Electrical Engineering (DE)


The Electrical Engineering graduate program in the Department of Electrical & Computer Engineering and Computer Science (ECECS) at the University of Detroit Mercy focuses on you, the student. You'll get personal attention in small classes and research seminars from faculty who place teaching first. Our relevant and practical research and close connections with industry help create an exciting learning environment that will guarantee your success. In addition, many of our full-time graduate students obtain paid internships in local industry during their graduate program.

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    Program Learning Outcomes

    Graduates of this program will have the ability to:

    1. apply knowledge of mathematics, science, and engineering principles to electrical engineering
    2. identify, formulate, and solve electrical engineering problems
    3. use the techniques, skills, and modern engineering tools necessary for electrical engineering practice

    Doctor of Engineering with a major in Electrical Engineering Degree Requirements (81 credit hours) after BS/BEE (bachelor)

    The Doctor of Engineering degree with a major in Electrical Engineering adheres to the College's general requirements for admission to and candidacy in a Doctor of Engineering program with some department specific modification/additions. The completion of the degree requires that students complete the doctoral core courses, courses specifically from Electrical and Computer Engineering (ELEE), Electives, and 30 credit hours of dissertation. The Doctoral program is divided into three parts: Coursework, Dissertation, and Examination. All doctoral programs of study must be approved by the faculty advisor/committee and the department chairperson.


    Coursework consists of 51 post-baccalaureate course credits at the graduate level. Up to 30 graduate credit hours can be transferred but at least 21 additional graduate credits must be accrued at Detroit Mercy. Coursework is divided into:

    • Doctoral Core (6 credits)
    • Discipline Specific (9 credits)
    • Electives/Focus Area (36 credits)

    Two Doctoral Core courses (or equivalent) are required: ENGR 5020 Design of Experiments and ENGR 5300 Advanced Engineering Mathematics.

    Discipline Specific courses (at least 9 credits) are those Electrical and Computer Engineering courses (ELEE) that pertain most closely to the student’s dissertation topic. The Discipline Specific courses must be agreed upon by the student’s advisor and the Department. Electives/Focus Area courses are selected (with written approval of the student's advisor) from ELEE, ENGR, MENG, CSSE, CIVE, AEV, and/or ENT courses.  Courses from additional departments may be permissible with written approval of the advisor, however, co-op related credits may not be used toward the requirements.


    Dissertation credits consist of research credits under the guidance of a Doctoral Dissertation committee headed by a faculty member who acts as the supervisor. Although Doctoral research is independent, novel, and advances the state of the art, the committee members can provide guidance, advice and technical expertise. A minimum 30 dissertation credits is required for the Doctor of Engineering degree.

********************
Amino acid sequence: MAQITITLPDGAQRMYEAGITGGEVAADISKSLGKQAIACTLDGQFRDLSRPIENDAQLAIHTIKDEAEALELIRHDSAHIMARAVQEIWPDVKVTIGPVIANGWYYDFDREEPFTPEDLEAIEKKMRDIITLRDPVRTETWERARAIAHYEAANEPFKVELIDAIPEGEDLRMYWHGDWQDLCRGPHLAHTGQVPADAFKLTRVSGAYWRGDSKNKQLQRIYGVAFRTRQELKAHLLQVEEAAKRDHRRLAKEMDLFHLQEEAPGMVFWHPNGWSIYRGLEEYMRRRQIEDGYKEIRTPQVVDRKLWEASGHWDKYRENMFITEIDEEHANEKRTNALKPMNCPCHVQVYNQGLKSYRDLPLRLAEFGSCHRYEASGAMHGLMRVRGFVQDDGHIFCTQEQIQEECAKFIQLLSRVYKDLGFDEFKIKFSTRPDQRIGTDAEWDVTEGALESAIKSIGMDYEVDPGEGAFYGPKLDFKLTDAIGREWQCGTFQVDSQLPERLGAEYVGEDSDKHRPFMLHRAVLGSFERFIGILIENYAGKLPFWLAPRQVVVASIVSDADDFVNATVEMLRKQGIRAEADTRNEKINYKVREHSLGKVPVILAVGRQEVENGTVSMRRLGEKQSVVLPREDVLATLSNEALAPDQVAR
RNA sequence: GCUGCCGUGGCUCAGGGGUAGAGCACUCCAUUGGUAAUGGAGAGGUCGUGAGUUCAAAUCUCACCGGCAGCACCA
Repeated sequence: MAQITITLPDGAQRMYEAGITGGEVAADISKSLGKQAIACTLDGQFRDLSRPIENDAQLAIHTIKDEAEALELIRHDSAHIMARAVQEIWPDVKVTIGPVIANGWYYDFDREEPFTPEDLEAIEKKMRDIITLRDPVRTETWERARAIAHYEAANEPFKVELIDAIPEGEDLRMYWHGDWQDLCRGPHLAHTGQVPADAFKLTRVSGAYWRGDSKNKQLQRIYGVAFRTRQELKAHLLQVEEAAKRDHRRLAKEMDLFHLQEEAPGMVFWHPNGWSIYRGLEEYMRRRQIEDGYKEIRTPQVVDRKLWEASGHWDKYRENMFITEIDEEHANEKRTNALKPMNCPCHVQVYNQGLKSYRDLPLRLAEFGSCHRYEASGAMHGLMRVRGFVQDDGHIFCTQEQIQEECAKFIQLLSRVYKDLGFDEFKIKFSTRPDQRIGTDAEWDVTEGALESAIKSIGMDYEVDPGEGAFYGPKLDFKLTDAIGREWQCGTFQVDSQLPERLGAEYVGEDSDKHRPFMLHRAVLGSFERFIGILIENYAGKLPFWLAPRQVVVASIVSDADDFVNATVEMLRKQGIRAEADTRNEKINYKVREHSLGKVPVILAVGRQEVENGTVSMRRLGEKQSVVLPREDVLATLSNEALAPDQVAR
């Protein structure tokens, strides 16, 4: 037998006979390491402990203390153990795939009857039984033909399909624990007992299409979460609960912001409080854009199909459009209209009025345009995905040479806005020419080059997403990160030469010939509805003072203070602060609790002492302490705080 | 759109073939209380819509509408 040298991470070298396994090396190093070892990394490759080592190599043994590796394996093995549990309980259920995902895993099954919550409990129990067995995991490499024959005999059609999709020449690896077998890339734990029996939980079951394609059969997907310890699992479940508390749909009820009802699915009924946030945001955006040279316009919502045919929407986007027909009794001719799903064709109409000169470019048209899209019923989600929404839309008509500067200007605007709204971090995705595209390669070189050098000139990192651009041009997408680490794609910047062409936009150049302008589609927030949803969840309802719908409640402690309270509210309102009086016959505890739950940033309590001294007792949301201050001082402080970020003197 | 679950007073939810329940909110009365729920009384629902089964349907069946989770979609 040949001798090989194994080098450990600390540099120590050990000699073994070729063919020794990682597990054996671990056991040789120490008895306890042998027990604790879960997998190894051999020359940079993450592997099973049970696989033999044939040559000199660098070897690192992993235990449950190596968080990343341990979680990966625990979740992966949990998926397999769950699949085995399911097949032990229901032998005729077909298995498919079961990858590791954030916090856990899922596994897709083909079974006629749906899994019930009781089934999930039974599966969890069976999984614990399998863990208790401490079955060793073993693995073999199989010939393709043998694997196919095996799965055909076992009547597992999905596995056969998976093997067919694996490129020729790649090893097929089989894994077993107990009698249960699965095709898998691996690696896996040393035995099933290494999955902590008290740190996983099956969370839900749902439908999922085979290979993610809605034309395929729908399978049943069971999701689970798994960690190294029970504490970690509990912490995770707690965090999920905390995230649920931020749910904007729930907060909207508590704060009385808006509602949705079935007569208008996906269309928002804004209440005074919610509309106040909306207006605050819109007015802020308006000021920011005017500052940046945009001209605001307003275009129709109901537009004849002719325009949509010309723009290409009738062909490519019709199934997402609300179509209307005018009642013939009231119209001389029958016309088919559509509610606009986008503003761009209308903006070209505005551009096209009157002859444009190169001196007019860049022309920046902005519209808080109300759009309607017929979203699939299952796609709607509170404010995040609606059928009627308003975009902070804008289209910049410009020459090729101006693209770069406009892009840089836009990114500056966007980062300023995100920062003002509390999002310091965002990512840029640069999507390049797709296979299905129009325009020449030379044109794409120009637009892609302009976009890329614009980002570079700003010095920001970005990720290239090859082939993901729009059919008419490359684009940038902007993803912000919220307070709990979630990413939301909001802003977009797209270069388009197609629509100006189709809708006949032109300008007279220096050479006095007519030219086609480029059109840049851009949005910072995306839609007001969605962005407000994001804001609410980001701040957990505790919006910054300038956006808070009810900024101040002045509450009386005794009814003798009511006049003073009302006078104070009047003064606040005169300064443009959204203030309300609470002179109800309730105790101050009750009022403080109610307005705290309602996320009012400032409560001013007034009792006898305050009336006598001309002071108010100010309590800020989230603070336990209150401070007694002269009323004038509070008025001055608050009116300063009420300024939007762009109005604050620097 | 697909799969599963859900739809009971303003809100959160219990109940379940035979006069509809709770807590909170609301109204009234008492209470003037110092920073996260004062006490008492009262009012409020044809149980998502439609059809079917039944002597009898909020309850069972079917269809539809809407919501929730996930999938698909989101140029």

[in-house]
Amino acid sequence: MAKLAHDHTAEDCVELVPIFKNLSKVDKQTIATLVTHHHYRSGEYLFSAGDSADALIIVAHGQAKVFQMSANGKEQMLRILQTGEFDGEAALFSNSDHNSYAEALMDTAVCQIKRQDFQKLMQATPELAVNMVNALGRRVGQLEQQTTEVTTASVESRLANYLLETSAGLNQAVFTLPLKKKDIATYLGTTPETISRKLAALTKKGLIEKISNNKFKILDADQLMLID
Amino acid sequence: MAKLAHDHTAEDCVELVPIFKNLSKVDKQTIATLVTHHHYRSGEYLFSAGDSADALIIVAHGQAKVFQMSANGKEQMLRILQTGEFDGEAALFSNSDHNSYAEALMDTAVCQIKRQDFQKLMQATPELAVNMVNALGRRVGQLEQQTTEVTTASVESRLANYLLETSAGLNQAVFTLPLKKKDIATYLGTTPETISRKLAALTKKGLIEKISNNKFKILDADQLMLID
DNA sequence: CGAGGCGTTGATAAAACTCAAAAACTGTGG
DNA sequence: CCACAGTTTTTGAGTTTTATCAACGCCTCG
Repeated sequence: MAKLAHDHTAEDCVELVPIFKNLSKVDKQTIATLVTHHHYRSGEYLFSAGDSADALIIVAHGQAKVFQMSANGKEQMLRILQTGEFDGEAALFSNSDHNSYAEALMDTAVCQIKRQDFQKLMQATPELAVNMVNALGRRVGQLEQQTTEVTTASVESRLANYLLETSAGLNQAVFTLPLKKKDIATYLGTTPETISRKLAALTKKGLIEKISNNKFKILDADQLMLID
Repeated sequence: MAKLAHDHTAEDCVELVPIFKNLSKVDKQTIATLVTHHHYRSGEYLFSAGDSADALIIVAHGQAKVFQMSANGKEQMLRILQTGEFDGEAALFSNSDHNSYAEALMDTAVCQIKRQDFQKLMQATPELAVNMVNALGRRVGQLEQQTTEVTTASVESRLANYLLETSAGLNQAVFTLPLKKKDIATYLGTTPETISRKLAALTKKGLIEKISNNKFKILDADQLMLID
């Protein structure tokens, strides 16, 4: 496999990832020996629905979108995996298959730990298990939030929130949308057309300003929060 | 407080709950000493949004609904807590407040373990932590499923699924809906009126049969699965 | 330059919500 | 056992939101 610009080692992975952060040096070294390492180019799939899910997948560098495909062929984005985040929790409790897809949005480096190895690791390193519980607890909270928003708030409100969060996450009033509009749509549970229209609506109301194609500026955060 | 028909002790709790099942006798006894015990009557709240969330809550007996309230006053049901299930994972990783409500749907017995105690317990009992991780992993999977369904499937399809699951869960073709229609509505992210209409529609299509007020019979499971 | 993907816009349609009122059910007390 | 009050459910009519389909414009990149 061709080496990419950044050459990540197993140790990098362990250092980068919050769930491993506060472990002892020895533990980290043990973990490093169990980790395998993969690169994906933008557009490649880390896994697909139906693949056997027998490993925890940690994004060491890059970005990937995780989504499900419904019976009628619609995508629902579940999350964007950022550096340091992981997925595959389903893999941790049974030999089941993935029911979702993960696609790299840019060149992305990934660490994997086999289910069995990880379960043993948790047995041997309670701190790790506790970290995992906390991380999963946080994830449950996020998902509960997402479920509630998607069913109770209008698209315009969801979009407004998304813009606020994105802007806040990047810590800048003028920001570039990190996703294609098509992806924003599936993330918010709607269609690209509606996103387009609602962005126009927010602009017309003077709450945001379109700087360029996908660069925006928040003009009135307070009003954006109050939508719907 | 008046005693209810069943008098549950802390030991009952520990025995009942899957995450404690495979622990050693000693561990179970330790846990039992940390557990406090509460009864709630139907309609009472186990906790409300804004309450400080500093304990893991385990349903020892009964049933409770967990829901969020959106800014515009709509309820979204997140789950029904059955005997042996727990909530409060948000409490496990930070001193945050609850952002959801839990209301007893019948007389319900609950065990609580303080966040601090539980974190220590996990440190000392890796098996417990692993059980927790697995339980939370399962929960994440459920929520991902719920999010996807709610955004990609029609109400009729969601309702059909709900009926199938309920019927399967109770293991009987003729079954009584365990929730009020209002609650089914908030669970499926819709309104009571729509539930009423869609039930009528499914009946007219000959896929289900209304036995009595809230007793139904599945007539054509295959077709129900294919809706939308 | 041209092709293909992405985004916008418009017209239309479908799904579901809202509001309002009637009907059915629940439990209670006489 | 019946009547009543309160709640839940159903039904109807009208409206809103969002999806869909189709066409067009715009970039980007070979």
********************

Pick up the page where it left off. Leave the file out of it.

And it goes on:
Examinations comprise three stages: Qualifying, Dissertation Topic, and Final.

    The Qualifying Examination consists of two parts: Mathematics and Discipline-Specific (in this case, Electrical and Computer Engineering topics relevant to the individual examinee). The Mathematics Qualifying Exam should be taken in the first year of the program and must be taken when the student has completed the Doctoral Core Courses. The Discipline-Specific Qualifying Exam is administered by the ECECS Department. This exam is comprised of a major area exam and a minor area exam. Major and minor areas are selected by the student in cooperation with his/her doctoral advisor. These exams are typically taken after the area-specific coursework has been completed. Students passing the Qualifying Examinations are allowed to advance in the Doctoral Program. Students can repeat each qualifying exam once. Students failing the second time are dismissed from the Doctoral program. Students will not be able to register for dissertation credits until they pass the Mathematics and Discipline-Specific Qualifying exams.

    The Dissertation Topic Examination consists of the formal presentation of the dissertation topic to the advisory committee. The committee provides feedback to the student regarding scope, depth, and relevancy of the topic. With approval of the committee, the student can proceed with the research and subsequent accrual of dissertation credits.

    The Final Examination consists of the formal and public presentation of the dissertation results. The written dissertation must also be approved and accepted by the supervisory committee. The Final Examination, in concert with submission of the approved version of the written dissertation, constitutes the last step in completion of the Doctor of Engineering degree.

    Information about the Mathematics Qualifying Examination can be found here.

    Masters and Doctoral Thesis guidelines can be found on the Engineering & Science website.

Program Contact Information

Department Chairperson: Mark Paulik, Ph.D.
Office: Engineering 330/331
Telephone: 313-993-3365
Fax: 313-993-1187
E-mail: ece_chair@udmercy.edu or paulikmj@udmercy.edu

Department website